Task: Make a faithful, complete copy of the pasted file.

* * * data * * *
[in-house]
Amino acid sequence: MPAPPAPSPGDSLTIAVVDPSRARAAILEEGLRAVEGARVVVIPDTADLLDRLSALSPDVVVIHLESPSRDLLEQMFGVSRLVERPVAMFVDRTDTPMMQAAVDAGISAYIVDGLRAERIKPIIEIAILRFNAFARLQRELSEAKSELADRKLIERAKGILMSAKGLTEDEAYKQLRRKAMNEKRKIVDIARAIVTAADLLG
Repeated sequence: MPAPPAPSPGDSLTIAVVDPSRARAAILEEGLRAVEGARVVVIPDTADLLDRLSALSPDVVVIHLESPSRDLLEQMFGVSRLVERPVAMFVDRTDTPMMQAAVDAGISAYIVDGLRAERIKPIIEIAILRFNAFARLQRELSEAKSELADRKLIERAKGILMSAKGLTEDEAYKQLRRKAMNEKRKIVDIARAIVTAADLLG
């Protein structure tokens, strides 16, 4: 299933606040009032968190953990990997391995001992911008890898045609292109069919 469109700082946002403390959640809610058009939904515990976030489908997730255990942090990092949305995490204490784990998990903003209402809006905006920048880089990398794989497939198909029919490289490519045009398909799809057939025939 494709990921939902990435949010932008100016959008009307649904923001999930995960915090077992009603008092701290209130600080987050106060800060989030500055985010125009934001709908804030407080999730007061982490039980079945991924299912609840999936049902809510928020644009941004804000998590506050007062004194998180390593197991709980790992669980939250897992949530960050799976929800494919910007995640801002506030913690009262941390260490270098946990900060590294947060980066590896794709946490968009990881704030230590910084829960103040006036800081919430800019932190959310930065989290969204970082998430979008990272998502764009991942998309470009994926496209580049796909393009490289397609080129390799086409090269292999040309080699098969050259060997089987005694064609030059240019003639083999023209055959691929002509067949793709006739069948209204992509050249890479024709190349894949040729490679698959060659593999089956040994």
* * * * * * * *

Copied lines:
[in-house]
Amino acid sequence: MPAPPAPSPGDSLTIAVVDPSRARAAILEEGLRAVEGARVVVIPDTADLLDRLSALSPDVVVIHLESPSRDLLEQMFGVSRLVERPVAMFVDRTDTPMMQAAVDAGISAYIVDGLRAERIKPIIEIAILRFNAFARLQRELSEAKSELADRKLIERAKGILMSAKGLTEDEAYKQLRRKAMNEKRKIVDIARAIVTAADLLG
Repeated sequence: MPAPPAPSPGDSLTIAVVDPSRARAAILEEGLRAVEGARVVVIPDTADLLDRLSALSPDVVVIHLESPSRDLLEQMFGVSRLVERPVAMFVDRTDTPMMQAAVDAGISAYIVDGLRAERIKPIIEIAILRFNAFARLQRELSEAKSELADRKLIERAKGILMSAKGLTEDEAYKQLRRKAMNEKRKIVDIARAIVTAADLLG
């Protein structure tokens, strides 16, 4: 299933606040009032968190953990990997391995001992911008890898045609292109069919 469109700082946002403390959640809610058009939904515990976030489908997730255990942090990092949305995490204490784990998990903003209402809006905006920048880089990398794989497939198909029919490289490519045009398909799809057939025939 494709990921939902990435949010932008100016959008009307649904923001999930995960915090077992009603008092701290209130600080987050106060800060989030500055985010125009934001709908804030407080999730007061982490039980079945991924299912609840999936049902809510928020644009941004804000998590506050007062004194998180390593197991709980790992669980939250897992949530960050799976929800494919910007995640801002506030913690009262941390260490270098946990900060590294947060980066590896794709946490968009990881704030230590910084829960103040006036800081919430800019932190959310930065989290969204970082998430979008990272998502764009991942998309470009994926496209580049796909393009490289397609080129390799086409090269292999040309080699098969050259060997089987005694064609030059240019003639083999023209055959691929002509067949793709006739069948209204992509050249890479024709190349894949040729490679698959060659593999089956040994």